Particular to Glasgow is the great number of modern church designs, many of which have been recognised through listing, found in the new areas of peripheral expansion. There are 17 listed post-1945 churches in Glasgow, and this is no mean feat considering that this figure represents a significant percentage of all the listed post-war places of worship in Scotland. The designs for these churches range from those adopting new interpretations of traditional or historical styles with basilican (rectangular) plans to radical new concepts which make dramatic use of light and space with a range of new plan forms.
The most significant and prolific architects producing extraordinary church buildings during the period were Thomas Cordiner, Reginald Fairlie, A R Conlon, Alexander McAnally, Jack Coia, Isi Metzstein and Andy MacMillan. The earliest listing of a post-war church is Cordiner’s Immaculate Heart of Mary, Balornock. It is one of a group of his churches that, like those of his contemporary, Jack Coia, broke away from sometimes conventional earlier Gothic designs with well-detailed brick facing and decorative sculptural groups.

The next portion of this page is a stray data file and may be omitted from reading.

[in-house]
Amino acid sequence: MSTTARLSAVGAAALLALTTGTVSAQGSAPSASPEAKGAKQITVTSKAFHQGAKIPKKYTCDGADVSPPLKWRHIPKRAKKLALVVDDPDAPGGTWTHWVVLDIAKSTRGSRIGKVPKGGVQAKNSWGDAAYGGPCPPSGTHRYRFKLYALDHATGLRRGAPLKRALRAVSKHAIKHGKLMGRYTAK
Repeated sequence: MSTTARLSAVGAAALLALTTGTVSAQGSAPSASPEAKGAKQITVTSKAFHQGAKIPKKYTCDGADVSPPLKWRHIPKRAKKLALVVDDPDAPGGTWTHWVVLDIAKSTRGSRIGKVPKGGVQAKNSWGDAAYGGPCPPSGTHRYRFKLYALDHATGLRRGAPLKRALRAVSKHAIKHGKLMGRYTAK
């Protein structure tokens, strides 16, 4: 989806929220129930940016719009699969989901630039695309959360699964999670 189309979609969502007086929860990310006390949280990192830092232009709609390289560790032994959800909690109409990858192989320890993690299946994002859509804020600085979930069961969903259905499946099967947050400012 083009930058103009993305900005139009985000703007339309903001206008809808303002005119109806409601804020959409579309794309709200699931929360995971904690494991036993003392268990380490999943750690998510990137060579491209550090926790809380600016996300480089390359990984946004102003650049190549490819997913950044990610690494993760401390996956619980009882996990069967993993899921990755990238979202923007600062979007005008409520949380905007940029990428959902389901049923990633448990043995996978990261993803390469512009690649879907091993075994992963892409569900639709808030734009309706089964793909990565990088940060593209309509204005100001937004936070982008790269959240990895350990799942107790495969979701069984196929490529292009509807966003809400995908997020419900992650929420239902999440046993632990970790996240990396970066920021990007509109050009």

From Glasgow’s Post-War Listed Buildings, Glasgow City Council & Historic Scotland